- Badler also writes that changes are coming to the limits on international spending in 2014, with MLB teams set to lose up to $300K in signing money that had previously been exempt from bonus pools.
10:41am: Despite their need for a shortstop, the Mets aren't in on Cabrera, according to Joel Sherman of the New York Post (on Twitter).
TUESDAY, 10:32am: The Indians are also willing to listen on Asdrubal Cabrera, reports Jon Paul Morosi of FOX Sports (Twitter links). As Morosi notes, Cleveland has a potential franchise shortstop on the horizon in Francisco Lindor. Their willingness to shop Cabrera isn't surprising given Lindor's presence, Cabrera's $10MM salary in 2014 and the fact that Cabrera slumped to a .242/.299/.402 batting line in 2013.
MONDAY: The Indians are open to fielding Justin Masterson trade pitches, according to Ken Rosenthal of FOX Sports (via Twitter). Rosenthal reports that Cleveland will listen on Masterson, with the idea of targeting players that would remain under team control for more years.
Masterson, 28, enjoyed one of the best seasons of his career in 2013, posting a 3.45 ERA and 9.1 K/9 in 32 outings (29 starts) for the Indians. However, he's entering his final arbitration-eligible season, meaning he'll likely earn between $9-10MM in 2014, based on Matt Swartz's projections. Masterson will also be eligible for free agency a year from now, so the Indians will have to decide soon whether or not he'll be part of the club's long-term plan.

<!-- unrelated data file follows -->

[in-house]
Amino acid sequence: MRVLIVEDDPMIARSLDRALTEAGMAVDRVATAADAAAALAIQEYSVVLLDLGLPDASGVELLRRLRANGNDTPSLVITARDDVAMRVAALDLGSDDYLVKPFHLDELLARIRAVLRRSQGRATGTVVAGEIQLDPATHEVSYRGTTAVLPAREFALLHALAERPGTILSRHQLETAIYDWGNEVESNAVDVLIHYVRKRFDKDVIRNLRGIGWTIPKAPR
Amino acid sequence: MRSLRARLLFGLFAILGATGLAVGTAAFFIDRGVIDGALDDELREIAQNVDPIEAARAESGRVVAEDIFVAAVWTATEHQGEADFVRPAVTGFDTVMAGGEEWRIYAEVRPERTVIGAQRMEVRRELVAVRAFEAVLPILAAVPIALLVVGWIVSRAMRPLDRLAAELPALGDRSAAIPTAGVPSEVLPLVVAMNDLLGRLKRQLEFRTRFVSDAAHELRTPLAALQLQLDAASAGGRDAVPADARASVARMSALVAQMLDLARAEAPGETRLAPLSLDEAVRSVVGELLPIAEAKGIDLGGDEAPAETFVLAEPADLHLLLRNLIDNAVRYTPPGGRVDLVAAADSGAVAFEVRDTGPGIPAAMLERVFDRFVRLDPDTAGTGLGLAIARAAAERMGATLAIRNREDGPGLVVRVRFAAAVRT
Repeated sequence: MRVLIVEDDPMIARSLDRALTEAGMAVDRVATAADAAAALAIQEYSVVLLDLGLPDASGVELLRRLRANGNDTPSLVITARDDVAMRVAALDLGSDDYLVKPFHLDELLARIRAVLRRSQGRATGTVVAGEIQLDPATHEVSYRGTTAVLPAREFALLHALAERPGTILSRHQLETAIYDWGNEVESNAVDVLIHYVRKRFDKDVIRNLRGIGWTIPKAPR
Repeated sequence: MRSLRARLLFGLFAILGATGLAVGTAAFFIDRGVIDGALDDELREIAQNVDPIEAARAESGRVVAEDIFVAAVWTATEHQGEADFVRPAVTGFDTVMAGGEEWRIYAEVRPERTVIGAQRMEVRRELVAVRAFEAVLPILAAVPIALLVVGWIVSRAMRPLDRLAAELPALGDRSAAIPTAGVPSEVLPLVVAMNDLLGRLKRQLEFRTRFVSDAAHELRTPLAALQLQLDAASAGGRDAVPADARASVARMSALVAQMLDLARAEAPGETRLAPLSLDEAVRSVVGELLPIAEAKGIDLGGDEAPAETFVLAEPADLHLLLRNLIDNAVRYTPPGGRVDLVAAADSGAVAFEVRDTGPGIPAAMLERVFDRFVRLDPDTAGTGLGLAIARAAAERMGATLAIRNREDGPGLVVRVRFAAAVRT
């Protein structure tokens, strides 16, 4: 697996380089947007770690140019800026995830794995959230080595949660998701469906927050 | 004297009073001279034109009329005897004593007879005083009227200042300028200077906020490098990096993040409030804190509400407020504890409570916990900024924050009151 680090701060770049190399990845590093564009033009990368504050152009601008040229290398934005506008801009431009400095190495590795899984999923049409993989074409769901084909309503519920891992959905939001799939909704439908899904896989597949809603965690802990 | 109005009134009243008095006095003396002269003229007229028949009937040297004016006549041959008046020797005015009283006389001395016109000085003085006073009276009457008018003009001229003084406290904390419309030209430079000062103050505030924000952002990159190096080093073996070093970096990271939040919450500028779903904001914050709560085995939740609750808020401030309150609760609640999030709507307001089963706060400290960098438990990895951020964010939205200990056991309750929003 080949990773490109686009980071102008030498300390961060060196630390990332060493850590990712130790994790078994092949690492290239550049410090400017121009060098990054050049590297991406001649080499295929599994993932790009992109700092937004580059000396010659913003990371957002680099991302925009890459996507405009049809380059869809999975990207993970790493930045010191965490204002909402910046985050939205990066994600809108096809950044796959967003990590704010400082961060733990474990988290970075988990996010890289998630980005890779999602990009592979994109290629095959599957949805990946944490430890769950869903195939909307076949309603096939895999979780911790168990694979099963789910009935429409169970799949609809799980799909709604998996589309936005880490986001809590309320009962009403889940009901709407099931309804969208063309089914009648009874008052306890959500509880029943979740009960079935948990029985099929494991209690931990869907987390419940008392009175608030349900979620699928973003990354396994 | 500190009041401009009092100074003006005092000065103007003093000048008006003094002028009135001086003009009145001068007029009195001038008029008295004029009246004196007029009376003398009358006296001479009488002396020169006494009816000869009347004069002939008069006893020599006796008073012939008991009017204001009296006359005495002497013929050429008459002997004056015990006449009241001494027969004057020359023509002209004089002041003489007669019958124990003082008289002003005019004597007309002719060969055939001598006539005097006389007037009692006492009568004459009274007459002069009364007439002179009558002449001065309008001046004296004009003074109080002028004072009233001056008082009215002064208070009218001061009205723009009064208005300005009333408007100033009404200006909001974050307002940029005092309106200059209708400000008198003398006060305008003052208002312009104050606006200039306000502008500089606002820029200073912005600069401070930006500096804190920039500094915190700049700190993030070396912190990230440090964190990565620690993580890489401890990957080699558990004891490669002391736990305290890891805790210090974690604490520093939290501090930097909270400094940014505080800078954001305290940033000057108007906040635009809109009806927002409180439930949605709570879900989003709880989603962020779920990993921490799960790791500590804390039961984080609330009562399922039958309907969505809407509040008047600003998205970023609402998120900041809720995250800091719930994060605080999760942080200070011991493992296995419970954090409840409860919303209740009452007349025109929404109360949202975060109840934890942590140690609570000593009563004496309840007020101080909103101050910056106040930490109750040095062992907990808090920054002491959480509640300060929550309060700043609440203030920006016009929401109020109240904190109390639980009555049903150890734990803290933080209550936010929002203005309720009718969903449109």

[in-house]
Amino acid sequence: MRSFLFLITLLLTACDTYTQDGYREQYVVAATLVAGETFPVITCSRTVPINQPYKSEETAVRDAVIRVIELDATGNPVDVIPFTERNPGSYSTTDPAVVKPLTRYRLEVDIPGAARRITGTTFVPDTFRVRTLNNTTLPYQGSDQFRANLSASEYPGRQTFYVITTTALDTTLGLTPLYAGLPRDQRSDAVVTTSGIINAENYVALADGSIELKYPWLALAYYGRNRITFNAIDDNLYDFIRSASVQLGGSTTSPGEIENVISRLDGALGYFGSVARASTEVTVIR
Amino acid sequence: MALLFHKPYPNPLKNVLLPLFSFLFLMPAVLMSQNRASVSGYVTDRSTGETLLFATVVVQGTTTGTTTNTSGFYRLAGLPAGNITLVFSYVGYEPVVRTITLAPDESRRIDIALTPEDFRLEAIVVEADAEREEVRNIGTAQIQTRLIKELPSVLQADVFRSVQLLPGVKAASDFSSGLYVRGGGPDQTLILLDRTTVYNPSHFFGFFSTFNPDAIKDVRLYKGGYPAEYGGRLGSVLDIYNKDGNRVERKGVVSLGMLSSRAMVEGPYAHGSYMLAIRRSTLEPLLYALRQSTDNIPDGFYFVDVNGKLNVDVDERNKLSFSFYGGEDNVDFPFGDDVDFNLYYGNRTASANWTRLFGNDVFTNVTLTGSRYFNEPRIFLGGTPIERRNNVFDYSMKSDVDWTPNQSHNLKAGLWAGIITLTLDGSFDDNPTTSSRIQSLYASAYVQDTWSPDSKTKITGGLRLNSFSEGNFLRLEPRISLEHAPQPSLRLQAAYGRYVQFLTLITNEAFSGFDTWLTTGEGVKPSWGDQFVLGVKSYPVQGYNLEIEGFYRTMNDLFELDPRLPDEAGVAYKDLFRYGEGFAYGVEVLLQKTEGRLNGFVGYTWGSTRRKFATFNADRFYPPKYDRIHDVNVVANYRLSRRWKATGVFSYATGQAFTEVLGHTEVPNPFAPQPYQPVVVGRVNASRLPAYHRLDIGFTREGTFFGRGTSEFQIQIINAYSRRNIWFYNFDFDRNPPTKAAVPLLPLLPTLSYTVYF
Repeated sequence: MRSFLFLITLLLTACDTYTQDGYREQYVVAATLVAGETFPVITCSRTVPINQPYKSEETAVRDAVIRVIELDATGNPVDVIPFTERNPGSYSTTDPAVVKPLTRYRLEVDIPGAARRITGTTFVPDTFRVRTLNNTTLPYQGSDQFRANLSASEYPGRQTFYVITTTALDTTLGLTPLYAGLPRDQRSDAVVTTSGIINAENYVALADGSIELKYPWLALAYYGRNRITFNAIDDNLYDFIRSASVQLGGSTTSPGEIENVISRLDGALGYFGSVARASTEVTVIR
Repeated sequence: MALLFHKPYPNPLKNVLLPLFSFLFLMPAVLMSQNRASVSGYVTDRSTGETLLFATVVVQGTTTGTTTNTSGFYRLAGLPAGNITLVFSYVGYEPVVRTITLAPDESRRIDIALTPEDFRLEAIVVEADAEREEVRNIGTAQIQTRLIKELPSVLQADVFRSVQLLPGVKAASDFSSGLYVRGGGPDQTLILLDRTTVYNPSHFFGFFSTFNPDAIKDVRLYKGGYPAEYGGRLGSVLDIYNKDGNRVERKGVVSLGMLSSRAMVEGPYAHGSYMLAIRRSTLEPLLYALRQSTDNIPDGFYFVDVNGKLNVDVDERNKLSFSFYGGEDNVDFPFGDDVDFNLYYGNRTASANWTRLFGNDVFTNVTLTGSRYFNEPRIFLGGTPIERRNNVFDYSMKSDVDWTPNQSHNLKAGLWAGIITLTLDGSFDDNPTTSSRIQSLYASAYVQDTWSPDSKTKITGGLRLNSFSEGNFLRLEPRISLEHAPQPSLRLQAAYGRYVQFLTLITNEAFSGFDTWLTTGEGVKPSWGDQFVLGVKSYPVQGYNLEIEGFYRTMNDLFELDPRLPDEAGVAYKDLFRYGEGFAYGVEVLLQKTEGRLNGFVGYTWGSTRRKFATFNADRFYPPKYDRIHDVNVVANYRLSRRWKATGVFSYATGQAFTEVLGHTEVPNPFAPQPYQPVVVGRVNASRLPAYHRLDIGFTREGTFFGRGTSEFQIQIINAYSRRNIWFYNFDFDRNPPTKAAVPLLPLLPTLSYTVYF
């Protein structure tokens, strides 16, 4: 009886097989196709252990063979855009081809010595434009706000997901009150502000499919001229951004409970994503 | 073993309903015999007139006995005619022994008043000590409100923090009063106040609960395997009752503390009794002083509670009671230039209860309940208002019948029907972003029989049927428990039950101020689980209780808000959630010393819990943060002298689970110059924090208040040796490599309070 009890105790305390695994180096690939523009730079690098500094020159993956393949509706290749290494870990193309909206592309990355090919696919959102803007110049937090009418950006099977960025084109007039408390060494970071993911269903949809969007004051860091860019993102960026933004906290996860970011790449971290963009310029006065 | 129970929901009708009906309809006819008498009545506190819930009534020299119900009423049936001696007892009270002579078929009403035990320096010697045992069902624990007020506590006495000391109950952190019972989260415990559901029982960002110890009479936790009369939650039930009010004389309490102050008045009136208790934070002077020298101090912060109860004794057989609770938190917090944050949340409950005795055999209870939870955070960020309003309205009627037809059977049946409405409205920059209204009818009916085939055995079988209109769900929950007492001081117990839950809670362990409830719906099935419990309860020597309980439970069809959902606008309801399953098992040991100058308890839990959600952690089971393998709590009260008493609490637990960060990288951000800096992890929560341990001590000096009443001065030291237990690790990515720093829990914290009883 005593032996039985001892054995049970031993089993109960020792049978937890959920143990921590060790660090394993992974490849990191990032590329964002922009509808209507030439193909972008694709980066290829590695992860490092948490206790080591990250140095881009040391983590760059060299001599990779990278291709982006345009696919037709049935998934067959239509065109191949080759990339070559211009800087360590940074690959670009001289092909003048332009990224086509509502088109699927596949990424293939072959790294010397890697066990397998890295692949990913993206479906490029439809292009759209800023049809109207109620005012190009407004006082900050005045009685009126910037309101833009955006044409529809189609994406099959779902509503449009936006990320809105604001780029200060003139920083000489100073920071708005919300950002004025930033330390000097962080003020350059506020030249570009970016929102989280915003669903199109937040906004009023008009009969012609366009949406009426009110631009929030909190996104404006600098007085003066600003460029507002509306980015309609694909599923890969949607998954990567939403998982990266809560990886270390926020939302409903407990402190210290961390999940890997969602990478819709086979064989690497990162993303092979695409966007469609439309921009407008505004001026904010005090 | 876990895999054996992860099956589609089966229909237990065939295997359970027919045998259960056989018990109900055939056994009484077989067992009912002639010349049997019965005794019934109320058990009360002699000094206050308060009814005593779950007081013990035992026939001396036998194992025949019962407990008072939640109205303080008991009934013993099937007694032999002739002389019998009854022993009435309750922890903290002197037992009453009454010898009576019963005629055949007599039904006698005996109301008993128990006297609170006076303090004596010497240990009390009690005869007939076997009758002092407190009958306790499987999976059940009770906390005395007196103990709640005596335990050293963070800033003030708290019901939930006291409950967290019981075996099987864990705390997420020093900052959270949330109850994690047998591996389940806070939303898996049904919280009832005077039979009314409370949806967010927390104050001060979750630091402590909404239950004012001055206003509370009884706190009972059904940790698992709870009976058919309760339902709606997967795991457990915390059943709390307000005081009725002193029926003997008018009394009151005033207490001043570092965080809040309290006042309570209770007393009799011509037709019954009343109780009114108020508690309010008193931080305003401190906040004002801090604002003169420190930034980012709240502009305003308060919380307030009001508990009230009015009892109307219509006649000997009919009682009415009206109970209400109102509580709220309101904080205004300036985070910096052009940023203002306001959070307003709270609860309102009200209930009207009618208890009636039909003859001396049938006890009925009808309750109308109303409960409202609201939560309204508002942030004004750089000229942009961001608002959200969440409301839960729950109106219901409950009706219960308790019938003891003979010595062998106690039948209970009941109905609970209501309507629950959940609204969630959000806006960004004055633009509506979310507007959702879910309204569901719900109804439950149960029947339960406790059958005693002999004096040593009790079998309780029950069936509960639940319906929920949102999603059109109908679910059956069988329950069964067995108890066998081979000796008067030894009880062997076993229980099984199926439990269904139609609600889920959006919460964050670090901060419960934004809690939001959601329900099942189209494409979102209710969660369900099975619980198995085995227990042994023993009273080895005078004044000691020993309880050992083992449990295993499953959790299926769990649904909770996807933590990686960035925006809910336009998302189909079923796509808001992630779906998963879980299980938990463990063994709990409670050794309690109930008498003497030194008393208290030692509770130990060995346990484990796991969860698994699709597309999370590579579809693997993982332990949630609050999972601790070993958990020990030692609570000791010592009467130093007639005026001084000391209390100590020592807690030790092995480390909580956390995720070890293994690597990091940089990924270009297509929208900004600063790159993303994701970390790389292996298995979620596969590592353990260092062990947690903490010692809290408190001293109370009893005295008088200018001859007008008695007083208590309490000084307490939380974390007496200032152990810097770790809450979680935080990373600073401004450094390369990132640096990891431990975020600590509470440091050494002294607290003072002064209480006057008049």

Over the next few months, I will be discussing some of the higher profile upcoming arbitration cases. I will rely partly on my arbitration model developed exclusively for MLB Trade Rumors, but will also break out some interesting comparables and determine where the model might be wrong.
Both Justin Masterson (pictured) and Homer Bailey enter their third year of arbitration with relatively similar credentials this year, and both are projected to get very similar raises around $4MM. Since both players are not first-time eligible players, the rules of arbitration generally dictate that pre-platform year performances are not very importance. Rather, the current salaries on top of which they will receive raises suffice as summaries of their pre-platform year performance.
Masterson and Bailey had pretty similar pre-platform salaries too: $5.35MM for Bailey and $5.6875MM for Masterson. In 2013, Masterson went 14-10 with a 3.45 ERA in 193 innings with 195 strikeouts, while Bailey went 11-12 with a 3.49 ERA in 209 innings with 199 strikeouts. Obviously the ERA and strikeout numbers are almost identical, and the model seems to think that Masteron’s three extra wins only help him a tiny bit more than Bailey’s 16 extra innings. Playing time is extremely important in arbitration hearings, so it is not too surprising that they are still seen as similar by the model. At the same time, Masterson will definitely get some benefit from his wins. We project him to get a $4.0125MM raise as compared with Bailey’s $3.95MM raise, leaving them with $9.7MM and $9.3MM projected salaries respectively.